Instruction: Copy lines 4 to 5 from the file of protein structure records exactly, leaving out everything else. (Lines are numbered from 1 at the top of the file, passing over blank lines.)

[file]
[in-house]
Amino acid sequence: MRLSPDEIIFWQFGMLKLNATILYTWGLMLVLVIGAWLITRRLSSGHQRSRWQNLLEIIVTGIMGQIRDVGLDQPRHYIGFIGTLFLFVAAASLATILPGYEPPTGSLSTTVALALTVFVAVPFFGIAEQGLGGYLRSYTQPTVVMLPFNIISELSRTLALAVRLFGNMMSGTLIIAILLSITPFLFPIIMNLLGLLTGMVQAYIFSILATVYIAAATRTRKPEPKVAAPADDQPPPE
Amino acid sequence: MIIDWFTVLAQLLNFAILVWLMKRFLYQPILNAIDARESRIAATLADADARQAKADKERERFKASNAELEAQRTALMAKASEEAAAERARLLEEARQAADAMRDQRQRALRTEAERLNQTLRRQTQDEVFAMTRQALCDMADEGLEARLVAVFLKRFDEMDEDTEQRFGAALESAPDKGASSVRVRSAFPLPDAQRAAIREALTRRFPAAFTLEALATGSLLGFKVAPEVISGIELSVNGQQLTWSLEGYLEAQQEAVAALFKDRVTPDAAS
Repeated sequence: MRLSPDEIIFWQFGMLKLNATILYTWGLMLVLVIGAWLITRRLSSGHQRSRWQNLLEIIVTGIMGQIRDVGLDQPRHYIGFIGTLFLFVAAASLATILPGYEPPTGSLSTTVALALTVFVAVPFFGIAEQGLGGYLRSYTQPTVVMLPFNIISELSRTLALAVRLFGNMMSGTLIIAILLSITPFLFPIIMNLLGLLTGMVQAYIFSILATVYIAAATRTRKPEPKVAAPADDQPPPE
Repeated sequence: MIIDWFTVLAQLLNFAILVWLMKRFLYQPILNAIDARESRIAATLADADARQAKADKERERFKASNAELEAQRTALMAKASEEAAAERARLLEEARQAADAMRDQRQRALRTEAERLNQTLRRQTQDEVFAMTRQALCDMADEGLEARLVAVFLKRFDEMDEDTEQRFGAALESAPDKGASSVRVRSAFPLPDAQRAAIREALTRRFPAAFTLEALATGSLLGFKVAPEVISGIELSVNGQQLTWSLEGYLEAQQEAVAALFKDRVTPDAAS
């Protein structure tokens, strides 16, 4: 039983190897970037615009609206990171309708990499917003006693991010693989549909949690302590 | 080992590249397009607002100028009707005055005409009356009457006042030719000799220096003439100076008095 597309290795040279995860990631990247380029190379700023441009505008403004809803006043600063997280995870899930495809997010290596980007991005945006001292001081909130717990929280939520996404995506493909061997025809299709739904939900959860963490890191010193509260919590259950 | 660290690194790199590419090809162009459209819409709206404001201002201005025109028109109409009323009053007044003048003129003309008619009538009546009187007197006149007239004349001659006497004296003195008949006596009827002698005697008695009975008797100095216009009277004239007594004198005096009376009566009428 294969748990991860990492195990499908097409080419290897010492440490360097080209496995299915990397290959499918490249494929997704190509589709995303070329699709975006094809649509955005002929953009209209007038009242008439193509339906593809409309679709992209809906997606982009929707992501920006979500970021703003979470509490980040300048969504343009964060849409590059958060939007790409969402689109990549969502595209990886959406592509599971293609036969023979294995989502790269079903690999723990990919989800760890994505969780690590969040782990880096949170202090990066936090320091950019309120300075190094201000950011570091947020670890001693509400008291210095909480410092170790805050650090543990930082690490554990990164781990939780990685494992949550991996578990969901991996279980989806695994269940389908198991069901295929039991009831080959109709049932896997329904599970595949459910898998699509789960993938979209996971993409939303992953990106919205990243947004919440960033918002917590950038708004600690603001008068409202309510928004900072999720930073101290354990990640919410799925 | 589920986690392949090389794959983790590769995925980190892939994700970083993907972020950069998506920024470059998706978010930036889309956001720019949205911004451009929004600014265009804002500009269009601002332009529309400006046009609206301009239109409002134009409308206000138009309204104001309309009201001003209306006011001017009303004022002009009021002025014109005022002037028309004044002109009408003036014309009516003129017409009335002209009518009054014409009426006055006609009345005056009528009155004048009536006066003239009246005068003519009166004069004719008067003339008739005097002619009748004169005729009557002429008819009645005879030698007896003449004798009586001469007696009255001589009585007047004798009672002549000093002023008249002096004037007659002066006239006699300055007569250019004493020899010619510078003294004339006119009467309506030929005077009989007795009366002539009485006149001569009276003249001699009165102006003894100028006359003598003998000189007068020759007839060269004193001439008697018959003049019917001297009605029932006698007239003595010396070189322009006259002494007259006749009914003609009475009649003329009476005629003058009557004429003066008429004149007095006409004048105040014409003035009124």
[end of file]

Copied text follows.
Repeated sequence: MRLSPDEIIFWQFGMLKLNATILYTWGLMLVLVIGAWLITRRLSSGHQRSRWQNLLEIIVTGIMGQIRDVGLDQPRHYIGFIGTLFLFVAAASLATILPGYEPPTGSLSTTVALALTVFVAVPFFGIAEQGLGGYLRSYTQPTVVMLPFNIISELSRTLALAVRLFGNMMSGTLIIAILLSITPFLFPIIMNLLGLLTGMVQAYIFSILATVYIAAATRTRKPEPKVAAPADDQPPPE
Repeated sequence: MIIDWFTVLAQLLNFAILVWLMKRFLYQPILNAIDARESRIAATLADADARQAKADKERERFKASNAELEAQRTALMAKASEEAAAERARLLEEARQAADAMRDQRQRALRTEAERLNQTLRRQTQDEVFAMTRQALCDMADEGLEARLVAVFLKRFDEMDEDTEQRFGAALESAPDKGASSVRVRSAFPLPDAQRAAIREALTRRFPAAFTLEALATGSLLGFKVAPEVISGIELSVNGQQLTWSLEGYLEAQQEAVAALFKDRVTPDAAS